Sofia, a 9-year-old girl, has single-handedly revived a campaign in support of putting women on a place of honor on the U.S. $20 bill.
During an activity in class when she and her classmates were to present on a historical figure, Sofia noticed something. Her classmates that presented male historical figures showed pictures of them on coins and bills. It was clear what an honor it was to be immortalized and remembered on such an important piece of a country's identity. But how come there were no women historical figures printed on any of the bills and coins?
“Why is that? Why are no girls on currency?” Sofia told BuzzFeed News. “Because women are just as important as men, and I think that it’s important for the women to get recognized in this way.”
And so, she did what every justice-seeking citizen would do. She wrote a letter to the President of the United States of America, Barack Obama.
At first, it looked as if Sofia’s letter had fallen on deaf ears. She and her family have waited long and patiently but no reply came. Imagine her surprise when Obama mentioned her in a speech.
“A young girl wrote to ask me why aren’t there any women on our currency, and then she gave me like a long list of possible women to put on our dollar bills and quarters and stuff — which I thought was a pretty good idea,” he said while speaking on the economy in Kansas City, Missouri.
“I was so happy and I ran around the house,” Sofia said.
And then a little while later, a letter from the President arrived.
Now, the nonprofit organization Woman on 20s has spearheaded the discussion and launched a ballot to put a woman on the $20 bill, replacing former president Andrew Jackson. Sofia was also recently named official junior ambassador of the campaign.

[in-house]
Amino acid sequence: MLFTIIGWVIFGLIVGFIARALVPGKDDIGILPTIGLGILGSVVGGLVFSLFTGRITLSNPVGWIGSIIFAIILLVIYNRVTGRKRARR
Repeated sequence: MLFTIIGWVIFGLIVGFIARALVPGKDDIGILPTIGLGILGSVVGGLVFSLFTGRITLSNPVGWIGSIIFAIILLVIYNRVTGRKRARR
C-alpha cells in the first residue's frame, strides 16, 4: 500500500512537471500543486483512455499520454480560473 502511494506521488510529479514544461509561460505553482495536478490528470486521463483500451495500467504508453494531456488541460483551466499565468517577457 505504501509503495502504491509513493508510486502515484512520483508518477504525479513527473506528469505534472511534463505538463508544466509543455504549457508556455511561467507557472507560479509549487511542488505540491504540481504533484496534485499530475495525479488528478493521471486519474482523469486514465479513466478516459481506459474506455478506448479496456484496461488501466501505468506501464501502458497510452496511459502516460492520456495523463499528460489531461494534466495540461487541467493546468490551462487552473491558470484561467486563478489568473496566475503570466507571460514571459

Nearly 220,000 people have voted on the ballot, which include historical figures such as feminist writer Betty Friedan, civil rights activist Rosa Parks, environmentalist Rachel Carson and also a couple of women who were also suggested by Sofia in her letter, Harriet Tubman and Eleanor Roosevelt.
The campaign targets 2020 to be the year the U.S. currency features a woman to honor. And all this was because Sofia was brave enough to want a place for women on dollar bills.
Now for some national pride
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Since 1991, the Philippines has already had a woman on its banknote currencies. The first printing of the 1000-peso banknote had the portrait of women’s right advocate Josefa Llanes Escoda along with Jose Abad Santos and Vicente Lim.
Josefa Llanes Escoda, the Florence Nightingale of the Philippines, is an advocate of women’s right suffrage and founder of the Girl Scouts of the Philippines. She was devoted to serving the Filipino people from working at the Tuberculosis Commission of the Bureau of Health, being the secretary of the General Council of Women to volunteering in the Volunteer Social Aid Committee during World War II.
Gloria Macapagal-Arroyo is also pictured on the lower left of the 200-peso bill, showing her being sworn into office at the EDSA Shrine.